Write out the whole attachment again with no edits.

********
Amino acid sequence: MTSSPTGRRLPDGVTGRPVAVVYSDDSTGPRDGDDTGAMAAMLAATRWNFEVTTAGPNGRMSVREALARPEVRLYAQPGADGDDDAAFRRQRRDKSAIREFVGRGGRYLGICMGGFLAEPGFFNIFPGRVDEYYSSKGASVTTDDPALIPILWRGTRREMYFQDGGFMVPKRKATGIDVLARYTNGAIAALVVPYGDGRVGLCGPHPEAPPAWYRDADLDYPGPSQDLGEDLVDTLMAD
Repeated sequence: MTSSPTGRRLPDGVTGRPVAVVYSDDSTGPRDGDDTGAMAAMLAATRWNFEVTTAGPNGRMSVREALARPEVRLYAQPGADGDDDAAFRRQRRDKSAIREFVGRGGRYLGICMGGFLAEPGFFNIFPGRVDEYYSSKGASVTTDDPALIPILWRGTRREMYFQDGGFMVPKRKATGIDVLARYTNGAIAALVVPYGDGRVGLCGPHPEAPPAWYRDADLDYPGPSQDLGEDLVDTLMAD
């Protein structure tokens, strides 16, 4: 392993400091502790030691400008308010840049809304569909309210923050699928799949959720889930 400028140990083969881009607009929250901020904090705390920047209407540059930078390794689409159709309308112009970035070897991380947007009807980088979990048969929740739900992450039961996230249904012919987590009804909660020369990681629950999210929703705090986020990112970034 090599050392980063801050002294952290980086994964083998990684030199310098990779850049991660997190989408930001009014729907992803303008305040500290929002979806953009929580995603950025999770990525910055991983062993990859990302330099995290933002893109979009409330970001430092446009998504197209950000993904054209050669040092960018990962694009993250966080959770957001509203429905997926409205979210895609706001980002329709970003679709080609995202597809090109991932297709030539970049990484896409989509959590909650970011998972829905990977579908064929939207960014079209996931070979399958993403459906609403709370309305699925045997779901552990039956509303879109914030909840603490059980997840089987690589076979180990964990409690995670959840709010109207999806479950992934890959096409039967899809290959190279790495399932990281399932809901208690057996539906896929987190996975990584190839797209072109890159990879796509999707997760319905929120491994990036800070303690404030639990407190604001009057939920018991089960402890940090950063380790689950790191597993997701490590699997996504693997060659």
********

Amino acid sequence: MTSSPTGRRLPDGVTGRPVAVVYSDDSTGPRDGDDTGAMAAMLAATRWNFEVTTAGPNGRMSVREALARPEVRLYAQPGADGDDDAAFRRQRRDKSAIREFVGRGGRYLGICMGGFLAEPGFFNIFPGRVDEYYSSKGASVTTDDPALIPILWRGTRREMYFQDGGFMVPKRKATGIDVLARYTNGAIAALVVPYGDGRVGLCGPHPEAPPAWYRDADLDYPGPSQDLGEDLVDTLMAD
Repeated sequence: MTSSPTGRRLPDGVTGRPVAVVYSDDSTGPRDGDDTGAMAAMLAATRWNFEVTTAGPNGRMSVREALARPEVRLYAQPGADGDDDAAFRRQRRDKSAIREFVGRGGRYLGICMGGFLAEPGFFNIFPGRVDEYYSSKGASVTTDDPALIPILWRGTRREMYFQDGGFMVPKRKATGIDVLARYTNGAIAALVVPYGDGRVGLCGPHPEAPPAWYRDADLDYPGPSQDLGEDLVDTLMAD
């Protein structure tokens, strides 16, 4: 392993400091502790030691400008308010840049809304569909309210923050699928799949959720889930 400028140990083969881009607009929250901020904090705390920047209407540059930078390794689409159709309308112009970035070897991380947007009807980088979990048969929740739900992450039961996230249904012919987590009804909660020369990681629950999210929703705090986020990112970034 090599050392980063801050002294952290980086994964083998990684030199310098990779850049991660997190989408930001009014729907992803303008305040500290929002979806953009929580995603950025999770990525910055991983062993990859990302330099995290933002893109979009409330970001430092446009998504197209950000993904054209050669040092960018990962694009993250966080959770957001509203429905997926409205979210895609706001980002329709970003679709080609995202597809090109991932297709030539970049990484896409989509959590909650970011998972829905990977579908064929939207960014079209996931070979399958993403459906609403709370309305699925045997779901552990039956509303879109914030909840603490059980997840089987690589076979180990964990409690995670959840709010109207999806479950992934890959096409039967899809290959190279790495399932990281399932809901208690057996539906896929987190996975990584190839797209072109890159990879796509999707997760319905929120491994990036800070303690404030639990407190604001009057939920018991089960402890940090950063380790689950790191597993997701490590699997996504693997060659």